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Re: [css3-syntax] Critique of Feb 15 draft

From: Tab Atkins Jr. <jackalmage@gmail.com>
Date: Sat, 23 Feb 2013 20:32:12 -0800
Message-ID: <CAAWBYDASU2EGiCF5Zyrv98hTBg7abovJX=BiYK5dqnYxyn_Mng@mail.gmail.com>
To: Zack Weinberg <zackw@panix.com>
Cc: www-style list <www-style@w3.org>
Thank you so much for this detailed critique!  Sorry for the delay in
responding - I was trying to deal with all of it before sending the
response.  ^_^

On Sun, Feb 17, 2013 at 10:08 AM, Zack Weinberg <zackw@panix.com> wrote:
> §3.2: As a security precaution, UAs should skip steps 3 and 4 of the
> algorithm to determine the fallback encoding when the referring
> stylesheet or document is not _same-origin_ with the stylesheet (refer
> to RFC 6454 for the definition of _same-origin_).  See
> <https://www.w3.org/Bugs/Public/show_bug.cgi?id=20886>.

So you support something like what the issue says, forcing the host
language to define an "environment charset"?  Or should we just handle
that here in CSS?

> §3.2.1: It is unclear to me why CR and CR LF are normalized to LF at
> this stage but FF isn't.  It might actually be simpler and clearer to
> define a notion of "one vertical whitespace sequence" and refer to
> that only in the small number of tokenizer states that can consume
> vertical whitespace.

In a string, a normal newline is invalid, but you can escape a newline
to include it in the string.  I think it makes the spec a little
simpler to collapse \r\n into a single newline char, so I don't have
to push those details into the string states.  That's all.  I could
simplify the preprocessing to only convert \r\n specifically into a
\n, as it's not actually necessary to do anything with a lone \r.

Other than that, you don't want to collapse whitespace into itself.
Multiple newline chars in a sequence have to be escaped separately in
a string, and anywhere else whitespace just gets ignored in a
sequence, so it doesn't really matter.

> Similarly, it might be simpler and clearer to
> map U+0000 to U+FFFD only in the small number of tokenizer states that
> can *consume* U+0000.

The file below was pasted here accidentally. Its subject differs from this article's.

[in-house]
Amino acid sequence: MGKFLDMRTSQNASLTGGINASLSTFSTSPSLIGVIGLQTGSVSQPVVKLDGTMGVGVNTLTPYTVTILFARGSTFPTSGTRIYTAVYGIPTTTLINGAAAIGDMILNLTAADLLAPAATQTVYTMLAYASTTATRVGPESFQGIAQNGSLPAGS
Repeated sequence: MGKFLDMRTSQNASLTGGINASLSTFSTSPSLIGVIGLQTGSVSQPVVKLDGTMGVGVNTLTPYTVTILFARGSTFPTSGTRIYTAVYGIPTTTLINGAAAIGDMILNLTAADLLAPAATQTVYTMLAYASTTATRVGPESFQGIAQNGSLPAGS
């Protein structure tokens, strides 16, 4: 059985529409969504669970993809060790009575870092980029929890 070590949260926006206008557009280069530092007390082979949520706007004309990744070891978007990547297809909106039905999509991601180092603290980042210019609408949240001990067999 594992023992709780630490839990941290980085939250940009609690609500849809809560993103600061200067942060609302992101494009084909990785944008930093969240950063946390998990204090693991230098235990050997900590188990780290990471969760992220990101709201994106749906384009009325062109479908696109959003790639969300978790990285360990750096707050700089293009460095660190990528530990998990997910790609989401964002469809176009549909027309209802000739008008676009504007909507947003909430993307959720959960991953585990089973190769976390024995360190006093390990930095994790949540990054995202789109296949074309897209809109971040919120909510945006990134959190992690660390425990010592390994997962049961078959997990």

As Simon says, a lot of states can potentially consume this.  If we
don't want U+0000 to show up at all, we should avoid possible errors
and handle it somewhere early.

> The last two paragraphs in this section conceptually belong to the
> "Tokenization" section.

You're right.  Fixed.

> §4: The algorithm in this section might benefit from conversion to a
> recursive-descent presentation as was already done for the parser (§5).

I'm not certain.  Switching to a RC parser was great for the Parsing
section because those types of parsers are good for nested structures,
which is most of CSS.  Tokens only *barely* have a concept of nesting,
in things like the fact that both types of strings have nearly the
same internals, or url tokens contain strings.

It would save some duplication, but I could probably also do that just
by defining some more functions.

> It might also benefit from a revision which consistently treated the
> "current input character" as _not_ already consumed; only consume
> characters when you have committed to including them in the current
> token.  I just made an analogous change throughout Gecko's tokenizer
> (https://bugzilla.mozilla.org/show_bug.cgi?id=543151 ) and I think
> readability is improved quite a bit.

Given the number of places that reconsume the current input character,
compared to the number of places that don't, I think it would worsen
readability to make this change in the spec.  However, it's perfectly
appropriate to *consider* it like you said, where the current input
character is just the first character in the input stream.

Your issue in the cited bug, where you had a pushback buffer, doesn't
apply here, since reconsuming never puts more than a single character

> If we are adjusting the tokenizer for the convenience of the parser
> anyway, it might make sense to merge CDO and CDC, which are always
> treated the same.

As Simon said, we need to preserve these.  They were always allowed in
CSS 2.1 in most contexts, though no rule or declaration ever accepted
them in their grammar.  However, Variables wants to preserve them (see